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Reconciling Jaimovich-Rebelo Preferences, Habit in Consumption and Labor Supply

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  • Tom D. Holden
  • Paul Levine
  • Jonathan M. Swarbrick

Abstract

This note studies a form of a utility function of consumption with habit and leisure that (a) is compatible with long-run balanced growth, (b) hits a steady-state observed target for hours worked and (c) is consistent with micro-econometric evidence for the inter-temporal elasticity of substitution and the Frisch elasticity of labor supply. We employ Jaimovich- Rebello preferences, and our results highlight a constraint on the preference parameter needed to target the steady-state Frisch elasticity. This leads to a lower bound for the latter that cannot be reconciled empirically with external habit, but the introduction of a labor wedge solves the problem. We also propose a dynamic Frisch inverse elasticity measure and examine its business cycle properties.

Suggested Citation

  • Tom D. Holden & Paul Levine & Jonathan M. Swarbrick, 2018. "Reconciling Jaimovich-Rebelo Preferences, Habit in Consumption and Labor Supply," Staff Working Papers 18-26, Bank of Canada.
  • Handle: RePEc:bca:bocawp:18-26
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    References listed on IDEAS

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    1. William B. Peterman, 2016. "Reconciling Micro And Macro Estimates Of The Frisch Labor Supply Elasticity," Economic Inquiry, Western Economic Association International, vol. 54(1), pages 100-120, January.
    2. Jody Overland & Christopher D. Carroll & David N. Weil, 2000. "Saving and Growth with Habit Formation," American Economic Review, American Economic Association, vol. 90(3), pages 341-355, June.
    3. Florin O. Bilbiie, 2011. "Nonseparable Preferences, Frisch Labor Supply, and the Consumption Multiplier of Government Spending: One Solution to a Fiscal Policy Puzzle," Journal of Money, Credit and Banking, Blackwell Publishing, vol. 43(1), pages 221-251, February.
    4. Greenwood, Jeremy & Hercowitz, Zvi & Huffman, Gregory W, 1988. "Investment, Capacity Utilization, and the Real Business Cycle," American Economic Review, American Economic Association, vol. 78(3), pages 402-417, June.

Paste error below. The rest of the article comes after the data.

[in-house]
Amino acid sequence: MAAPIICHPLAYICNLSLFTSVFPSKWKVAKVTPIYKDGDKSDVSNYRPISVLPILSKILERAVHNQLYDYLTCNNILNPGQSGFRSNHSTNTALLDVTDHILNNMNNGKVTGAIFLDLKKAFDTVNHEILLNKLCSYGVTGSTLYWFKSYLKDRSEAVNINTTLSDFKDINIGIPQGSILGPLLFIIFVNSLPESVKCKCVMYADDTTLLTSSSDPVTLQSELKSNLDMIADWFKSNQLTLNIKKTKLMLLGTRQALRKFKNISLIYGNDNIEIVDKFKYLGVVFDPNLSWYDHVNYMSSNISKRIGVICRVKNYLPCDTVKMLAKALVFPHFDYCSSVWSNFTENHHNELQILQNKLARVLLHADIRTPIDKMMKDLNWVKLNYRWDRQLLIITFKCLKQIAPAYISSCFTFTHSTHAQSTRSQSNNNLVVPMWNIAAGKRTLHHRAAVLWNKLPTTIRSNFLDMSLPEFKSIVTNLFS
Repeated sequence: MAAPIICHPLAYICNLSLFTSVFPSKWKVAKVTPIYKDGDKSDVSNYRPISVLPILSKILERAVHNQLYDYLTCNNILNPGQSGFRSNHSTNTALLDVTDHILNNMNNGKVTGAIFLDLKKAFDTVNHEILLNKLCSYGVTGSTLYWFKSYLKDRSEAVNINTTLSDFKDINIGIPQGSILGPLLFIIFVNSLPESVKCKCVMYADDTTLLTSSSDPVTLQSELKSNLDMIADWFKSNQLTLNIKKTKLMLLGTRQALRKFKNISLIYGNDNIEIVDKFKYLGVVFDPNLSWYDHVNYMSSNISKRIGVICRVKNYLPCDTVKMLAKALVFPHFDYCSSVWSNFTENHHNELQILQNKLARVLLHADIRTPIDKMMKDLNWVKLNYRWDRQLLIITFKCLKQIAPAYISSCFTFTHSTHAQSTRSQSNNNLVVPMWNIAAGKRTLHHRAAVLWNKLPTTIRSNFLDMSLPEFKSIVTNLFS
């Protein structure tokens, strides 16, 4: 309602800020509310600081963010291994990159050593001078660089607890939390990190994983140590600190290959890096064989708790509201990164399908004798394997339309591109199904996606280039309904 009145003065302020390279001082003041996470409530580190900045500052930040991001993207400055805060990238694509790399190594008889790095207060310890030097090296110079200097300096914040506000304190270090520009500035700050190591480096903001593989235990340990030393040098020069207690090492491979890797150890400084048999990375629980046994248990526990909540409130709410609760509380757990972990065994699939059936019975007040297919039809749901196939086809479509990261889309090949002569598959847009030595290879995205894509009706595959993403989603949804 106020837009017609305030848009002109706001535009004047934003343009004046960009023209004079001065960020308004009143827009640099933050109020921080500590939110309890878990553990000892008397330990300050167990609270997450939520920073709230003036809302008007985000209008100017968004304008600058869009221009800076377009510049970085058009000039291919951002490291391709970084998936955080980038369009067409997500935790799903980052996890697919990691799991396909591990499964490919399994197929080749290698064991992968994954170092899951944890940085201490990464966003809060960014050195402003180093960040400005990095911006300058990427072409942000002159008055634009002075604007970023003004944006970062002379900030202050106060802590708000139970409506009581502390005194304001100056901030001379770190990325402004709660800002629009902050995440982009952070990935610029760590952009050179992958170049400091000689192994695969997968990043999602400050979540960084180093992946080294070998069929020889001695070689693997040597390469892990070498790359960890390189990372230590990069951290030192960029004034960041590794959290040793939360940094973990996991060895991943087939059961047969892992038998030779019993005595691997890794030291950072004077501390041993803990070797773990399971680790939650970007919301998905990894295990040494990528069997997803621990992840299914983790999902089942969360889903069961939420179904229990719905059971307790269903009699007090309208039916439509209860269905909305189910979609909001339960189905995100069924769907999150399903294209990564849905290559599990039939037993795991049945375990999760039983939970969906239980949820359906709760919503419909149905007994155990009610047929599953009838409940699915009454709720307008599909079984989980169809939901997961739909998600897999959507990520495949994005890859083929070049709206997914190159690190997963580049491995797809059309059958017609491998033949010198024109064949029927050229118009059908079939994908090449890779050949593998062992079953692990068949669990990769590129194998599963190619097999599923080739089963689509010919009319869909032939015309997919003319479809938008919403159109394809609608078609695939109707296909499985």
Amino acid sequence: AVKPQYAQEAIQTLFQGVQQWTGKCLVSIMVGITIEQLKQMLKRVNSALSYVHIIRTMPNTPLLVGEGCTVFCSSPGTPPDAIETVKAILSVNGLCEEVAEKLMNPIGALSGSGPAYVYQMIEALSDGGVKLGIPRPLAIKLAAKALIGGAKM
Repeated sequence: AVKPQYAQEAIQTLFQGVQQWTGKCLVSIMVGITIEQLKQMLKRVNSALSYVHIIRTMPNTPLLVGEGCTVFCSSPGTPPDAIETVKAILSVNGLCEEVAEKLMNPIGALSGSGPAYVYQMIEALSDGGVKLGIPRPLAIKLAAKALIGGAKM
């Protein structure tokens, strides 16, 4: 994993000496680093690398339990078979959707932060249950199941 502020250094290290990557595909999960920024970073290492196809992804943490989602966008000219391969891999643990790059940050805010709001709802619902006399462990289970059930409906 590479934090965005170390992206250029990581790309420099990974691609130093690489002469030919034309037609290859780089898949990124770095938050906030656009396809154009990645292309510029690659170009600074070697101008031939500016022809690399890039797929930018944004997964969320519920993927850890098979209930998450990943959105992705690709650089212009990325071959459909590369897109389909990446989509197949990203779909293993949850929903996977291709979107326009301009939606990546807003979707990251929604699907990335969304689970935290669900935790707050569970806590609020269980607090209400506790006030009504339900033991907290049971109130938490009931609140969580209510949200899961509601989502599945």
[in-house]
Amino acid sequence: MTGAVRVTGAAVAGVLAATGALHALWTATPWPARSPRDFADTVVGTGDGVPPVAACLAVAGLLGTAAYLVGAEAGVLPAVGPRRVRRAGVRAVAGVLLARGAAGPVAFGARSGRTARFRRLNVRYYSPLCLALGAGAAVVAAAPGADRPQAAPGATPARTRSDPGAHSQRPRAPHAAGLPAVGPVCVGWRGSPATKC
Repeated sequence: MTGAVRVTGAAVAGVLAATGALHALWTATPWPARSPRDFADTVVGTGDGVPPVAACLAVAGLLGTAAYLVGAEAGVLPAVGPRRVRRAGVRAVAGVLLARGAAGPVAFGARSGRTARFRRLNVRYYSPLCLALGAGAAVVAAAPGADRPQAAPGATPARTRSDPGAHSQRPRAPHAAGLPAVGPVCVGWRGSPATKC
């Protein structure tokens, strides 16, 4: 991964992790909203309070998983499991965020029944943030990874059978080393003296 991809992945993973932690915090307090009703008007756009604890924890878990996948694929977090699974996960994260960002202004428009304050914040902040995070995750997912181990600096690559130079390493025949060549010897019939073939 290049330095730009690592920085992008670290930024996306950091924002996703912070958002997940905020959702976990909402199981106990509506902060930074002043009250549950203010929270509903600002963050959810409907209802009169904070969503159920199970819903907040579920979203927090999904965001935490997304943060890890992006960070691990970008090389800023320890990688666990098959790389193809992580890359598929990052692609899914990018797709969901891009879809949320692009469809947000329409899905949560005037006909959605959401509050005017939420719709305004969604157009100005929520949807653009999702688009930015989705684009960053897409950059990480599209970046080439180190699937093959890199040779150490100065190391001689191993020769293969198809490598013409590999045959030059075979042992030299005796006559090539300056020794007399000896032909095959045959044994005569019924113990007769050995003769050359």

5. Lawrence J. Christiano & Martin Eichenbaum & Charles L. Evans, 2005. "Nominal Rigidities and the Dynamic Effects of a Shock to Monetary Policy," Journal of Political Economy, University of Chicago Press, vol. 113(1), pages 1-45, February.
    6. Nir Jaimovich & Sergio Rebelo, 2008. "News and Business Cycles in Open Economies," Journal of Money, Credit and Banking, Blackwell Publishing, vol. 40(8), pages 1699-1711, December.
    7. David N. DeJong & Chetan Dave, 2007. "Introduction to Structural Macroeconometrics," Introductory Chapters,in: Structural Macroeconometrics Princeton University Press.
    8. Abel, Andrew B., 1999. "Risk premia and term premia in general equilibrium," Journal of Monetary Economics, Elsevier, vol. 43(1), pages 3-33, February.
    9. Robert Shimer, 2009. "Convergence in Macroeconomics: The Labor Wedge," American Economic Journal: Macroeconomics, American Economic Association, vol. 1(1), pages 280-297, January.
    10. Michael P. Keane, 2011. "Labor Supply and Taxes: A Survey," Journal of Economic Literature, American Economic Association, vol. 49(4), pages 961-1075, December.
    11. King, Robert G. & Plosser, Charles I. & Rebelo, Sergio T., 1988. "Production, growth and business cycles : I. The basic neoclassical model," Journal of Monetary Economics, Elsevier, vol. 21(2-3), pages 195-232.
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    Cited by:

    1. Rahul Nath, 2018. "Flexible Labour, Income Effects, and Asset Prices," Economics Series Working Papers 851, University of Oxford, Department of Economics.

    More about this item

    Keywords

    Econometric and statistical methods; Inflation and prices;

    JEL classification:

    • E21 - Macroeconomics and Monetary Economics - - Consumption, Saving, Production, Employment, and Investment - - - Consumption; Saving; Wealth
    • E24 - Macroeconomics and Monetary Economics - - Consumption, Saving, Production, Employment, and Investment - - - Employment; Unemployment; Wages; Intergenerational Income Distribution; Aggregate Human Capital; Aggregate Labor Productivity

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